After completing residency, you’re finally ready to take the next step in your career as a physician. Most new doctors will take a full-time position or go on to a fellowship, but those aren’t the only options out there. Sometimes, taking a different path — like choosing to do international locum tenens out of residency — can have huge benefits. Here’s why international locums is a great way to start your career as a practicing physician.
1. You’ll gain useful clinical experience
Practicing medicine in another country can expose you to ailments or treatments you haven’t experienced during your training, making you a more well-rounded physician.
Dr. Bryan Zorko accepted a locums assignment in Guam after finishing residency. As an emergency medicine and critical care physician, he says he’s learned a lot working in the U.S. territory.
“Guam has a lot of interesting mixes of things you may not see in the states. We had a lot more tuberculosis than I was used to seeing, and there are some infectious diseases like leptospirosis that I haven’t seen before I came out here.” During residency, he says, “you get taught about them, but you never really have to treat them.”
While on assignment in Australia, Dr. Mike Spertus was able to gain further training in skin cancer, one of his medical interests. “Probably 20 percent of my cases are skin cancer. It’s a fairly large portion of my practice, which is what I wanted,” he says, adding that he was able to do extra training in skin cancer protocols during his assignment.
2. You’ll learn about different health systems
In addition to growing their clinical skills, physicians who choose international locum tenens assignments are exposed to new methods of health care management.
Dr. Brad Hardee spent six months practicing medicine in New Zealand after finishing his residency, and he says he still thinks about how things were done over there. “I was able to practice medicine based on the patient’s best interest, not on what insurance and pharmaceutical companies want us to do. I definitely didn’t understand socialized medicine before going, but I can see how there’s less stress on doctors, nurses, and patients,” he says.
Australia has a similar healthcare system, and Dr. Spertus says it made his experience much more enjoyable. “Everything at our clinic is pretty much a bulk-billing practice to the government. It makes billing super simple,” he says.
3. You’ll appreciate a slower pace of life
Many countries approach work and time off differently than we’re used to in the U.S., and this extends to physicians as well. Providers who work internationally often find they have shorter hours and more time to enjoy life outside of work. It’s a great way to recharge your personal batteries after the grueling pace of training.
“You don’t have call-time or overtime,” says Dr. Spertus about his position as a general practitioner in Australia. “You’re not staying late to catch up on billing or case notes. And you get four weeks’ vacation right off the bat.”
4. You’ll apply your skills where they’re needed most
It’s common for international locums assignments to be in areas where healthcare access is limited. New practicing physicians who want to give back to the community find they will be able to do so while on a locum tenens assignment.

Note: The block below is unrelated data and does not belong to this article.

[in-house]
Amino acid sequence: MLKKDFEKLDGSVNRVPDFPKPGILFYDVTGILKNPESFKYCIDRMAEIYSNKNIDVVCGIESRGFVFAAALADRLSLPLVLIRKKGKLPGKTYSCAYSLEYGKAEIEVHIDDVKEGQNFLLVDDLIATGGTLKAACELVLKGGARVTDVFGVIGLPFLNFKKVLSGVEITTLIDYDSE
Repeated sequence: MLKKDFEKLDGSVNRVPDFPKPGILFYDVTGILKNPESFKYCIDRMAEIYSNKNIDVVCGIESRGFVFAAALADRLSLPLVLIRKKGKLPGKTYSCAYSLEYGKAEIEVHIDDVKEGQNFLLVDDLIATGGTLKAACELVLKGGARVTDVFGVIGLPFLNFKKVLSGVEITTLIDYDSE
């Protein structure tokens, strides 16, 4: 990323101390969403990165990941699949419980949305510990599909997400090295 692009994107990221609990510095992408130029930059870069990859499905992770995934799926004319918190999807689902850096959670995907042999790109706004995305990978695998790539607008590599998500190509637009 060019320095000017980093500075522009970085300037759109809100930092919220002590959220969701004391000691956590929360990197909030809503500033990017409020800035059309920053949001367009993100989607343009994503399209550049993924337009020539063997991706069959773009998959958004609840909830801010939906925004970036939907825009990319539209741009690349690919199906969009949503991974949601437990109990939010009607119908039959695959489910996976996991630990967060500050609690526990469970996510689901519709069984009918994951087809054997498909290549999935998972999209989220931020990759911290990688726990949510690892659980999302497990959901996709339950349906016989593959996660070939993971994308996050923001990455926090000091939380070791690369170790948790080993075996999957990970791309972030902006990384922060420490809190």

Dr. Jason Lambrese, a child and adolescent psychiatrist, used his training to care for underserved kids in New Zealand. “I liked the work and being in a community clinic and that we were serving a more marginalized population,” he says. “I feel like I was doing more good than maybe I would have otherwise, and that my specialized skills were used more effectively.”
5. You’ll get to see new parts of the world
While international locums is primarily about the work, many physicians are also drawn to the opportunity to travel and learn more about a new culture.
Dr. Benjamin Ross, a family medicine physician who took a locums assignment in New Zealand, says he was able to explore the country in his free time. “It’s hard not to be comfortable working a schedule with no nights or weekends so soon after residency,” he says. “We had plenty of time to explore the North Island and quite a bit of the South Island, too.”
6. You’ll have time to explore your career options
After years of training, it can feel like taking a permanent full-time job is the logical next step. But taking some time to reflect on what you really want can help ensure a better fit once you do sign a contract.
“I did six years of residency and fellowship, and the idea of taking an international locum tenens assignment as kind of a gap year between my fellowship and a more permanent job was really appealing,” says Dr. Lambrese.
Dr. Hardee agrees, adding, “Doing locums right out of residency was the best decision I’ve made in a long time. My medical school buddies all wish they would have done something like New Zealand before settling into family medicine practice.”
International locum tenens out of residency
Physicians who’ve chosen to work international locums right out of residency say they appreciate the new skills, perspectives, and landscapes their assignment has given them. Whether they switched to a permanent position or continued to work locums, they feel they’re better doctors after practicing medicine abroad.